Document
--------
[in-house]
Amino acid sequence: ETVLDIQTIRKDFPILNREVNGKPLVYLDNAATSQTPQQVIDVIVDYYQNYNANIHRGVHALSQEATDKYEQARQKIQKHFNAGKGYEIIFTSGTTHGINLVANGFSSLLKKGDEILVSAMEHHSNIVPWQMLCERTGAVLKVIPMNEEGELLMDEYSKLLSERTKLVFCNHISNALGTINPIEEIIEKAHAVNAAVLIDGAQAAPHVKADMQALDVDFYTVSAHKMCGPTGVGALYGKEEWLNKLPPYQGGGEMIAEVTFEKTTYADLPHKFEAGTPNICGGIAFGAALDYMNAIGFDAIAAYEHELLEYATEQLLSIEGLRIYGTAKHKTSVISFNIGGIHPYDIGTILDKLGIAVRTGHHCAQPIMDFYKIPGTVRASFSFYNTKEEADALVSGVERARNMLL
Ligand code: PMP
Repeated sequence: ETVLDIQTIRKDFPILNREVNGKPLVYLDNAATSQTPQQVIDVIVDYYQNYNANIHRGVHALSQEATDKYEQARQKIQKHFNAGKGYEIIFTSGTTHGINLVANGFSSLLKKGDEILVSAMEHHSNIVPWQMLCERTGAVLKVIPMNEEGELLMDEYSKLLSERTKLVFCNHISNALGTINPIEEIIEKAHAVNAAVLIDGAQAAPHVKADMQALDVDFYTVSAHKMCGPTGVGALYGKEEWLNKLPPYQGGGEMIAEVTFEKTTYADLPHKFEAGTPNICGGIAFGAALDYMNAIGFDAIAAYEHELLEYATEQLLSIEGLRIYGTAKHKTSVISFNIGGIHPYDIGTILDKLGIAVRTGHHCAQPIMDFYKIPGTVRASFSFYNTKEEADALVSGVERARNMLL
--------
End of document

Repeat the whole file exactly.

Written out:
[in-house]
Amino acid sequence: ETVLDIQTIRKDFPILNREVNGKPLVYLDNAATSQTPQQVIDVIVDYYQNYNANIHRGVHALSQEATDKYEQARQKIQKHFNAGKGYEIIFTSGTTHGINLVANGFSSLLKKGDEILVSAMEHHSNIVPWQMLCERTGAVLKVIPMNEEGELLMDEYSKLLSERTKLVFCNHISNALGTINPIEEIIEKAHAVNAAVLIDGAQAAPHVKADMQALDVDFYTVSAHKMCGPTGVGALYGKEEWLNKLPPYQGGGEMIAEVTFEKTTYADLPHKFEAGTPNICGGIAFGAALDYMNAIGFDAIAAYEHELLEYATEQLLSIEGLRIYGTAKHKTSVISFNIGGIHPYDIGTILDKLGIAVRTGHHCAQPIMDFYKIPGTVRASFSFYNTKEEADALVSGVERARNMLL
Ligand code: PMP
Repeated sequence: ETVLDIQTIRKDFPILNREVNGKPLVYLDNAATSQTPQQVIDVIVDYYQNYNANIHRGVHALSQEATDKYEQARQKIQKHFNAGKGYEIIFTSGTTHGINLVANGFSSLLKKGDEILVSAMEHHSNIVPWQMLCERTGAVLKVIPMNEEGELLMDEYSKLLSERTKLVFCNHISNALGTINPIEEIIEKAHAVNAAVLIDGAQAAPHVKADMQALDVDFYTVSAHKMCGPTGVGALYGKEEWLNKLPPYQGGGEMIAEVTFEKTTYADLPHKFEAGTPNICGGIAFGAALDYMNAIGFDAIAAYEHELLEYATEQLLSIEGLRIYGTAKHKTSVISFNIGGIHPYDIGTILDKLGIAVRTGHHCAQPIMDFYKIPGTVRASFSFYNTKEEADALVSGVERARNMLL